LAKEWOOD, Ohio (WJW) — Odd-looking growths as big as basketballs are sprouting up in yards all over Northeast Ohio — but what are they?
The ball of brown mushrooms, named armillaria, thrive in wet conditions.
“We had a lot of rain and torrential downpours over the summer leaving the ground soggy for long periods of time creating perfect conditions for fungus growth like all of these huge mushrooms and there’s a lot more of them this year,” said Matt Misenik from Cahoon Nursery in Westlake.
Armillaria mushrooms sprout in early fall when the ground gets more damp, but this year there’s extra dampness in the ground in many places from excessive summer rain.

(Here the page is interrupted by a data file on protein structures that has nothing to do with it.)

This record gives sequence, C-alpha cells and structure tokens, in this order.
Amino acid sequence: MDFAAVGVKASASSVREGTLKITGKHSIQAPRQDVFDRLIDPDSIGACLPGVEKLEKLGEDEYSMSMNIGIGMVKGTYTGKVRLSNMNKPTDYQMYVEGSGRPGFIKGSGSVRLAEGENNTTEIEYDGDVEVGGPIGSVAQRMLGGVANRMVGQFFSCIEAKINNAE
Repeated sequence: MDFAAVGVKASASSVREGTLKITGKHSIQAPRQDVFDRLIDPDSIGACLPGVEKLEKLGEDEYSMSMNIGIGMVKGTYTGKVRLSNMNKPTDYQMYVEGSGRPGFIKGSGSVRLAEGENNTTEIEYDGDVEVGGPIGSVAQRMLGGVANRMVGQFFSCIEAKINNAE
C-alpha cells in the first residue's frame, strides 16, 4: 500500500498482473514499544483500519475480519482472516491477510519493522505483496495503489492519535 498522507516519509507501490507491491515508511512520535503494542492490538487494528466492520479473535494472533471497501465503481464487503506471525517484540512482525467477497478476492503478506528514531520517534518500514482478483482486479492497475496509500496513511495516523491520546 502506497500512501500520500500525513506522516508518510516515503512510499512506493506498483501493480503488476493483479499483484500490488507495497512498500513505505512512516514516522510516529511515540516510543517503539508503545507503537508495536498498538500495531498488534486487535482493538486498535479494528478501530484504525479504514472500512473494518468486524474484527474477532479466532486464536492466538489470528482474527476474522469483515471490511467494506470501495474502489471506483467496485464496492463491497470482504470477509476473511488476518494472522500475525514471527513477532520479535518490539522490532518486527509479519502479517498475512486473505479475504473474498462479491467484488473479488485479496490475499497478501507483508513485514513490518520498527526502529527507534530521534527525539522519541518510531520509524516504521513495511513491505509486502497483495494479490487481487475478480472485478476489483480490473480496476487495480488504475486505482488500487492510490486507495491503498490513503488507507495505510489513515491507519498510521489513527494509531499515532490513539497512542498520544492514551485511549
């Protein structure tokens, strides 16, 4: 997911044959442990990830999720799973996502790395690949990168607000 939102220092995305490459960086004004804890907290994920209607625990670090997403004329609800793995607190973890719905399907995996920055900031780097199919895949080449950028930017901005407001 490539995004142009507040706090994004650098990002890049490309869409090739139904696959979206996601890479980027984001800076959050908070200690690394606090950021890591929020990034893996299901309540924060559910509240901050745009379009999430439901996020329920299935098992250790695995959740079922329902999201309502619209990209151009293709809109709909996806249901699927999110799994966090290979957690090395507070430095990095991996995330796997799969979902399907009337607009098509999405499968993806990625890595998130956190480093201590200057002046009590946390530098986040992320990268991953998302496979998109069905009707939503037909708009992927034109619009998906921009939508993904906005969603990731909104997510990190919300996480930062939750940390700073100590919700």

This type of mushroom starts growing underground in wet tree roots that are “diseased, decaying or dead,” urban forester Larry Figart told Fox 8 News.
Lakewood resident Patty McLaughlin told Fox 8 News her yard was covered with the “massive mushrooms” so she dug them up because they were unsightly and smelled.
“We removed them because once they die they get slimy and smelly. Plus, we don’t want our dog to eat them. He hasn’t but you never know,” she said.
While the roots of the mushroooms are underground, Figart said the top of the mushrooms, called the “flower” spread spores, creates more clusters around lawns.
Figart said the mushrooms turn to mush in several days, but will grow back unless the decaying wood and tree roots are dug up and removed. If you’d like to get rid of the site of them for aesthetic reasons, grab your garden gloves.
“Don’t put them in a compost where they’ll grow, pull them up or kick them over then place them in a plastic bag and throw them away,” he said.